Compulsory sex-ed bill in UK House of Commons on Friday
LONDON, February 9, 2011 (LifeSiteNews.com) – A bill that proposes to make explicit sex education compulsory in British schools, put forward by a homosexualist activist Member of Parliament, will be going to second reading in the House of Commons on Friday, February 11.
Chris Bryant, a homosexual former Anglican minister who is notorious for having once posed in his underpants on a dating website called Gaydar while an MP, put the bill forward in September 2010. He said it would reduce teen pregnancies and sexually transmitted infections. Bryant, who was Deputy Leader of the House of Commons under Prime Minister Gordon Brown, now serves as the Labour Party’s Shadow Minister for Political and Constitutional Reform.
The Society for the Protection of Unborn Children (SPUC) said that there is “growing concern among parents about sex and relationships education (SRE), especially in primary schools – and the evidence of the damage [to children] is mounting.”
“Research has shown the ineffectiveness of the typical UK approach to SRE, even when delivered to a very high standard by specially-trained presenters.”
SPUC is asking that concerned UK citizens contact their MPs to defeat the bill.
The installation of compulsory “sex education” into schools has been a key wedge issue in the homosexualist political agenda. The UK’s leading homosexualist organization, Stonewall, sponsors a spin-off group called School’s Out that presses for the normalization of homosexuality in school curriculums. A recent project of School’s Out has been an optional program, funded by a £35,000 grant from the government, that would insinuate references to homosexual relationships into every subject from math to geography.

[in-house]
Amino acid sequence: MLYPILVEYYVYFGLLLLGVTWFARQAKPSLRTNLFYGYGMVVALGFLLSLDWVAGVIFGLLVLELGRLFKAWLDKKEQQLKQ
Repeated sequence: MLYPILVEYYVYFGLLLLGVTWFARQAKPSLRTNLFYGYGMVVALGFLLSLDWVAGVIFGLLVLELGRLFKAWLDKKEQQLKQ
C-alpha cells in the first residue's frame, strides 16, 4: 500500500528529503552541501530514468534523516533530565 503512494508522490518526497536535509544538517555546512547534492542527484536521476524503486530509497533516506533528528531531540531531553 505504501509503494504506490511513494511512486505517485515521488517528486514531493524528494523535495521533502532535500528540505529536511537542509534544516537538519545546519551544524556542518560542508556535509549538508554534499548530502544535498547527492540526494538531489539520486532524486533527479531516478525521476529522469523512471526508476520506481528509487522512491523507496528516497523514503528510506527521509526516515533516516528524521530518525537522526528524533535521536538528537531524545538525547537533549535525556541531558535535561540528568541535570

In a briefing on Bryant’s bill, SPUC said that sex education is also a primary issue for the abortion lobby who seek to make schools the “primary channel” to gain access to young people to spread their “reproductive health” doctrines. “Compulsory SRE is designed to promote access to abortion” and to “other sexual health services for children without parental consent,” said SPUC.
Concern has grown about government plans for SRE “because of its tendency to side-line parents and to present indecent material in the classroom,” said the group.
They pointed out that schools are now a “route” whereby the morning-after pill can be dispensed and surgical abortions arranged. Because of confidentiality rules, in many cases, nurses and teachers are forbidden from telling the parents when such things are provided to them, even if they are under 16.
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